Introduction of metric system commissioned by the French government in 1791 created a platform to set a standard for all the measures and all the weights. The metric system had been widely accepted and adopted internationally as the simplest way to measure unknown physical quantities, such as distance, weight, volume and time. It replaced all the traditional units, except the units of time and angle measure under the following three conditions.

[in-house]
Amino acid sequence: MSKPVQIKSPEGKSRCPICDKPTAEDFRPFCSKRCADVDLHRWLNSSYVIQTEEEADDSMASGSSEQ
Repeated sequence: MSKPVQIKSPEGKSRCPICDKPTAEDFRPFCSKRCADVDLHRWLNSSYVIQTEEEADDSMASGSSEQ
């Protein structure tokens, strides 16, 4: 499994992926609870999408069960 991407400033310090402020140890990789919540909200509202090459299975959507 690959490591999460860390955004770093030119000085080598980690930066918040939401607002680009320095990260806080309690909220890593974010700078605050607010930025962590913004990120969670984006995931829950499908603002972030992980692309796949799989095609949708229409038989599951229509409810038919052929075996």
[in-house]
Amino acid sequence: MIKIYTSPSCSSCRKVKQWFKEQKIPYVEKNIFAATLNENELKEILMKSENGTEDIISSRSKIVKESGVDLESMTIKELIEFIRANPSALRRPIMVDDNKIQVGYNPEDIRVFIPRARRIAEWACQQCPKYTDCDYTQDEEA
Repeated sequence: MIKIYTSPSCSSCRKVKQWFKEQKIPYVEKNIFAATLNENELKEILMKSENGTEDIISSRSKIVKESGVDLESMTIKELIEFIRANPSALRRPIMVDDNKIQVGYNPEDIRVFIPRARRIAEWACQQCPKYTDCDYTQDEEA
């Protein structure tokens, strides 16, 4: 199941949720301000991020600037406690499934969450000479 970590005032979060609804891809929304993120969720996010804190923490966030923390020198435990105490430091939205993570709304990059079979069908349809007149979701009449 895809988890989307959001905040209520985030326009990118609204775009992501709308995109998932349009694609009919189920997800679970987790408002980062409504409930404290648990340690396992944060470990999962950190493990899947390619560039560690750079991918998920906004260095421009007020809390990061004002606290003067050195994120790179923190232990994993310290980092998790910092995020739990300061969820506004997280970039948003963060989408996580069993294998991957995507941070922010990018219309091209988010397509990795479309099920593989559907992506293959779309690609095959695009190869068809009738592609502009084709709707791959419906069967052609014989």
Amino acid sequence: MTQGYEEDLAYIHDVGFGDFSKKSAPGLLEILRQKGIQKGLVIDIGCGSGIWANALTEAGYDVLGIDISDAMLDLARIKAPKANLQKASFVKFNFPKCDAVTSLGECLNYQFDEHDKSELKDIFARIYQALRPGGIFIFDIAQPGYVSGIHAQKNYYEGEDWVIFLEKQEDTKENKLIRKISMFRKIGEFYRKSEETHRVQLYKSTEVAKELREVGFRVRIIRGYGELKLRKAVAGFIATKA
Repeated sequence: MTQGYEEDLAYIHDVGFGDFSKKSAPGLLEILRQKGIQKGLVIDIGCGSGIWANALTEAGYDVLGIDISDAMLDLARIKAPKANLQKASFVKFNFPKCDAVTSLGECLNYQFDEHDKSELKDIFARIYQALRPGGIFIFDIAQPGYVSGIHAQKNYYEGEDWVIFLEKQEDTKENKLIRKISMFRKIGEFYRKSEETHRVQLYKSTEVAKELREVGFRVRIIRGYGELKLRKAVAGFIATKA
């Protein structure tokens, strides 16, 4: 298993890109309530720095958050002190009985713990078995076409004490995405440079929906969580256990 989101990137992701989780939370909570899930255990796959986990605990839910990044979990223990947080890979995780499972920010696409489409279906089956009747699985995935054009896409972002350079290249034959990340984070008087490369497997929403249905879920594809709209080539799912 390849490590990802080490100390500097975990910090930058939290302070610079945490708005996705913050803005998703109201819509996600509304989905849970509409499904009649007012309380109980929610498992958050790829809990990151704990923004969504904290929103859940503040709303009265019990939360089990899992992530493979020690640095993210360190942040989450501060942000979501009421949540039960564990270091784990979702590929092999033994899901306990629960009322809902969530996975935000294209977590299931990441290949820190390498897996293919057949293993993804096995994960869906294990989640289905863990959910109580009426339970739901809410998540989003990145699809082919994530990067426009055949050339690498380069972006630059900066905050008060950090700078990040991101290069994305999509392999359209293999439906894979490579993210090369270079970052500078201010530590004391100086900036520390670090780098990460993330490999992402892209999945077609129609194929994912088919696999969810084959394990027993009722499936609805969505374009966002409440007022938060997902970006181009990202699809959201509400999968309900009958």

- One fundamental unit is defined for each quantity.
- Fractions and multiples of these fundamental units are created by adding prefixes to the names of the defined units.
- The fundamental units are defined rationally and are related to each other in a rational manner.
All the units in the metric system are multiplied by 10 (to make larger units) or divided by 10 (to make smaller units). For example a kilometer is 1000 meters (10 x 10 x 10). Today the International System of Units commonly known as SI Units is adopted and widely used throughout the world for commercial, personal and scientific purposes with the exception of the United States of America, Liberia and Myanmar.